Knowledge of all the common pathogens causing septicemia, along with multidrug-resistance organism in neonates, like antibiotic-resistant nosocomial pathogens— such as vancomycin-resistant Enterococcus, carbapen-emas eproducing Enterobacteriaceae, Pseudo-monas aeruginosa, and Acinetobacter baumannii (6) — and their antimicrobial susceptibility is essential in order to select the appropriate antimicrobial treatment, along with a multidrug resistance organism.



National Neonatal Forum of India has defined neonatal sepsis as follows: (4)

  1. 1.    Probable (clinical) sepsis: It is found in an infant having a clinical picture suggestive of septicemia if any one of the following criteria are present:
  • Existence of predisposing factors: Maternal fever, foul smelling liquor, prolonged rupture of membranes (>24 hrs), or gastric polymorphs (>5 per high-power field). The septic screen would be positive due to the presence of two of the four parameters namely, TLC (< 5000/mm), band to total polymorphonuclear cells ratio of >0.2, absolute neutrophil count < 1800/cumm, C-reactive protein (CRP) >1mg/dl and micro ESR > 10 mm-first hour.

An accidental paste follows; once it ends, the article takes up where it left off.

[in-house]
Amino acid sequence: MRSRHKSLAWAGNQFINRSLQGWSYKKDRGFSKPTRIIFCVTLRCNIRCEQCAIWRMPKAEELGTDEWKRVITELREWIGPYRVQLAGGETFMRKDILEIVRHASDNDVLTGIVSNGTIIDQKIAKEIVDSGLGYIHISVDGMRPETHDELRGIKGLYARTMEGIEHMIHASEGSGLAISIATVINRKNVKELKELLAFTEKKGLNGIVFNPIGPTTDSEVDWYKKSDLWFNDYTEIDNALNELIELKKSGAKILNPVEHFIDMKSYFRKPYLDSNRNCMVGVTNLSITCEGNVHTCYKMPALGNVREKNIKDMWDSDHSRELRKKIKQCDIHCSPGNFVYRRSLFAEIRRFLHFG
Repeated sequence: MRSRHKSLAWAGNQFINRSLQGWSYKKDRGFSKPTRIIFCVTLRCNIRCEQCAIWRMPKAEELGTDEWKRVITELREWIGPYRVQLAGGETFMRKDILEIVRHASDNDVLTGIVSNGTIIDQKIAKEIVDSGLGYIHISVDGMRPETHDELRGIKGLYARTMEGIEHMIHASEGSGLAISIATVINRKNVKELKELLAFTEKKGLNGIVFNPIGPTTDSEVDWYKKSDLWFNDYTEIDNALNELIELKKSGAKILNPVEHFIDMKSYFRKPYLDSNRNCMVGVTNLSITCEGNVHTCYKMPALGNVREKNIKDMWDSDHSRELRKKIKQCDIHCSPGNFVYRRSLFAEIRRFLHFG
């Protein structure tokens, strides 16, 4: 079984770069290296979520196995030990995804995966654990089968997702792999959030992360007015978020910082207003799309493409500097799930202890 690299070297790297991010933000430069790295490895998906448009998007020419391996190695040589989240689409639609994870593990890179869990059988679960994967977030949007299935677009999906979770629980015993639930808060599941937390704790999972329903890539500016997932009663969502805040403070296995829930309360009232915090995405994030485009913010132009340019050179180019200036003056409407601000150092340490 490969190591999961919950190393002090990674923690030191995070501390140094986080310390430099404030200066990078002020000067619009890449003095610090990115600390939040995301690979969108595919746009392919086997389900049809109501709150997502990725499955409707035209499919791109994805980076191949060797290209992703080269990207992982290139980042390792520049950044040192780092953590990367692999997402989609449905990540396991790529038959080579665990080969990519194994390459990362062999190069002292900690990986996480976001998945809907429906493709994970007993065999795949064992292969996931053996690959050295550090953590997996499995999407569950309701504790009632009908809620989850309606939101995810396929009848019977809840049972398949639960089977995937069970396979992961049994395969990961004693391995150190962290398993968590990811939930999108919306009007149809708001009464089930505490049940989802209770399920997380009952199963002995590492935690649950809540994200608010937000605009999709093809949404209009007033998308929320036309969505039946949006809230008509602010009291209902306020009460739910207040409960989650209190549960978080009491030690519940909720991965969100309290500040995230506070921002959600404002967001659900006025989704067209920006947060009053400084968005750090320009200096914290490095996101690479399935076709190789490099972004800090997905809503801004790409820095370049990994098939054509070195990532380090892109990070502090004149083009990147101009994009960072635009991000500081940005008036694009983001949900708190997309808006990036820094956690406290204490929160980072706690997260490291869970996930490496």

• Radiological evidence of pneumonia.
  1. 2.    Culture Positive Sepsis: In an infant having a clinical picture suggestive of septicemia, pneumonia or meningitis, if either of the following criteria are found:
  • Isolation of pathogens from blood or CSF or urine or abscess (es)
  • Pathological evidence of sepsis in the autopsy.



Early Onset Sepsis (EOS)

Presence of foul smelling liquor or three of the aforementioned risk factors should be considered as having EOS, and be treated with antibiotics. Presence of ≥2 risk factors should be investigated with sepsis screens, and be treated, accordingly (9).


Late Onset Sepsis (LOS)

LOS usually appears after 72 hr of age. The source of infection is either nosocomial or community-acquired, and is present in neonates with septicemia, pneumonia or meningitis (10, 11). Risk factors concerning the development of LOS include:

  • NICU admission
  • Poor hygiene
  • Low birth weight (LBW)
  • Poor cord care
  • Prematurity
  • Bottle feeding
  • Invasive procedure
  • Superficial infection (pyoderma, umbilical sepsis)
  • Prelacteal feeding
  • Ventilation
  • Aspiration of feeds


Clinical features